The chilean constituent process: A Computational Social Science approach.





158 p.

Acceso abierto



Journal Title

Journal ISSN

Volume Title


Universidad del Desarrollo. Facultad de Gobierno


In October 2015, the government of Chile started a constitution-making process, which allowed citizen participation. During the participatory phase, citizens gathered in local selfconvoked encounters to debate on four dimensions: constitutional values, rights, duties, and institutions. For each one of these four dimensions, participants collectively selected seven concepts from a list provided by the government or added new ones. For each concept, they wrote down a short argument explaining why this concept should be included in the new constitution. Although this process did not result in a new Constitution, the citizen consultation resulted in a valuable and unique source of information about people’s social and political preferences. The first objective of this work is related to the constitutional process itself and the citizen participation. The Chilean process exhibited two critical design weaknesses we analyze here. The first one is representativeness: the voluntary nature of the encounters increased participation biases, as those citizens who support the acting government were more likely to participate in the consultation. We study the determining factors of citizen participation in ELAs by setting up various regression models at the municipality-level. We found that engagement in politics and support for the government increases participation, which suggests that citizen involvement in the constitutional process may have been ideologically driven. The second weakness is the group deliberation quality. For a public deliberation to produce epistemic superiority, all the participants should have access to relevant and accurate information and evidence. Then, we analyze the written arguments for each selected concept, using structural topic modeling and natural language processing. We show that the emergent content can be ideologically differentiated, and that groups from municipalities with higher socioeconomic index, on average, produce higher-quality deliberation compared to groups from less developed municipalities. The second object of study comes from the data. The dataset gathered in the local participatory phase provides a rich source of information about people’s political preferences. To map the political ideology, we built co-occurrence networks where the nodes represent the constitutional concepts, and the links represent the association among them. Then, we aim to discover the structure of the ideology by examining the resulting networks, and identifying clusters - highly connected groups of concepts - inside them. The communities we found are consistent with the political conglomerates existing in Chile in 2016. Finally, using natural language processing techniques, we extracted psycho-linguistic features from the argument texts. These features are “internal factors”, for they respond to the intrinsic psychological, emotional, attitudinal or cognitive state of the subject, which affects their political ideology. Next, we set up a discrete choice model to study the effect of those features in cluster membership. We find that the progressive-left cluster shows a more propositive and non-agentic attitude when referring to values, as opposed to the traditional left. Regarding the dimension of rights, the right-wing cluster displays a more valorative attitude, suggesting that first-generation rights may also play the role of values. Throughout all chapters, and by the methods we use, this work attempts to contribute to the field of computational social science.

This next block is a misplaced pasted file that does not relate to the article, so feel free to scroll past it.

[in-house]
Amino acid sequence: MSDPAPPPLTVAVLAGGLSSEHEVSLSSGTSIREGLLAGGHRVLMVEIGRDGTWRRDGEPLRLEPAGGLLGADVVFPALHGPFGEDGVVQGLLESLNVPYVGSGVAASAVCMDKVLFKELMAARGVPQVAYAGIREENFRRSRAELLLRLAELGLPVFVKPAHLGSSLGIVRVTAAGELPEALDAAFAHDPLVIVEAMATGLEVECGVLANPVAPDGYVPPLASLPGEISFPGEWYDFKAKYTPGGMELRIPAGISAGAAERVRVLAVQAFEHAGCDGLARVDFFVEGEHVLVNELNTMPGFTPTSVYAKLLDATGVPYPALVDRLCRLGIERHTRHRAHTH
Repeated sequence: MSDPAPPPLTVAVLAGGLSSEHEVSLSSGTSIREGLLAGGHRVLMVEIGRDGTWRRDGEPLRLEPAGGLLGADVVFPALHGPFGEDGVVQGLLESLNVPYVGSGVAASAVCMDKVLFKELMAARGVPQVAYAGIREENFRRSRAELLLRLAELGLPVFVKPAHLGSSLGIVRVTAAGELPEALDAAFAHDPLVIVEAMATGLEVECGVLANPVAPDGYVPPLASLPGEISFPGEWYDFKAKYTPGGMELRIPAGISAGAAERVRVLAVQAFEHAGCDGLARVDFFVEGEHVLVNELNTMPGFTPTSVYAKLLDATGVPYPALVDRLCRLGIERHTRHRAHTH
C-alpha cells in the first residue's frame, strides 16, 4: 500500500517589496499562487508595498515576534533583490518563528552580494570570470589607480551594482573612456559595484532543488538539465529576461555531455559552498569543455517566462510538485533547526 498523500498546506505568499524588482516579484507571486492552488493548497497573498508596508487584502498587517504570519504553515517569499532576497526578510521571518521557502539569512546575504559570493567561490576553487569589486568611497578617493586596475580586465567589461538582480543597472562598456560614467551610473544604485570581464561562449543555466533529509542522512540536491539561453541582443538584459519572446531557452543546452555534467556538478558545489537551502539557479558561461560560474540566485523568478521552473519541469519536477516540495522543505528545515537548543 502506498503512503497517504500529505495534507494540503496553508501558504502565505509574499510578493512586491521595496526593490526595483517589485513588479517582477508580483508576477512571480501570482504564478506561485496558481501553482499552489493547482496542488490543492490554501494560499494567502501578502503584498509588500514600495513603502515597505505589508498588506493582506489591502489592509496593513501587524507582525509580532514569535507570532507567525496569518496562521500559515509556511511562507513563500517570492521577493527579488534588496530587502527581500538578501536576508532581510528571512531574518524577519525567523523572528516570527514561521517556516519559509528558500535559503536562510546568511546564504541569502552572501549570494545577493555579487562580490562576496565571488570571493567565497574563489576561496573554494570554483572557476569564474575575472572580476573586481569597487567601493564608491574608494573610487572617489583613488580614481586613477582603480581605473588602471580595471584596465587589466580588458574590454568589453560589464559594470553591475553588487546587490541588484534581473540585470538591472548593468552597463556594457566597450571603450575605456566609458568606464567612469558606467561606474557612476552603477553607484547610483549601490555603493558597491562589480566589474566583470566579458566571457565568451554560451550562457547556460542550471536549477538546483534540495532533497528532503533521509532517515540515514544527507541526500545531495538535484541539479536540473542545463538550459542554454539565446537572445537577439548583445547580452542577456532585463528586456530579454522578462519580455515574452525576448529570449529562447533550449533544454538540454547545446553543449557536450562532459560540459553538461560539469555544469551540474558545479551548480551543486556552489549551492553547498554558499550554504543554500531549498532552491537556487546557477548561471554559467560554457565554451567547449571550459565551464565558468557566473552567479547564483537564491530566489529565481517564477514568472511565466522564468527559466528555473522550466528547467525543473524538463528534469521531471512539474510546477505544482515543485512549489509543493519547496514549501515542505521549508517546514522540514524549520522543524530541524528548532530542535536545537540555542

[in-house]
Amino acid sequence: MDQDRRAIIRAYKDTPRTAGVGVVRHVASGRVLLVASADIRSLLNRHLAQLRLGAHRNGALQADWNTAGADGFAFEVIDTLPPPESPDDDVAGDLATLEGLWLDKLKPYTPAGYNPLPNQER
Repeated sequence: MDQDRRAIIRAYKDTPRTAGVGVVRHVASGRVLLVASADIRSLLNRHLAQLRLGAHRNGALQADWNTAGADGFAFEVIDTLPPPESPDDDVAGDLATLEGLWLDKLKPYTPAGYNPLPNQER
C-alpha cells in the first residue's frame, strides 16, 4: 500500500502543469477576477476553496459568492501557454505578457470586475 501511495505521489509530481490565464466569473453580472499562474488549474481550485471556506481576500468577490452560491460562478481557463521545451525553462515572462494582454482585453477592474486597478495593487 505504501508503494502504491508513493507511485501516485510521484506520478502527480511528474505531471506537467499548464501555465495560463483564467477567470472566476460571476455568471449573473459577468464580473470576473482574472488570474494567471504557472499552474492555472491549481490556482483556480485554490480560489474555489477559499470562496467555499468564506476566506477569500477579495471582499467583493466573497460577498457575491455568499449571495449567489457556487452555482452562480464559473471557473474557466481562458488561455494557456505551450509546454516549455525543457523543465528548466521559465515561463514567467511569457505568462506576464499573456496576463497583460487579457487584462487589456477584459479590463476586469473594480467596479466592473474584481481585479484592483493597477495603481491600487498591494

Tesis para optar al grado de Doctor en Ciencias de la Complejidad Social



060005S, Ciencia política, Política Lationamericana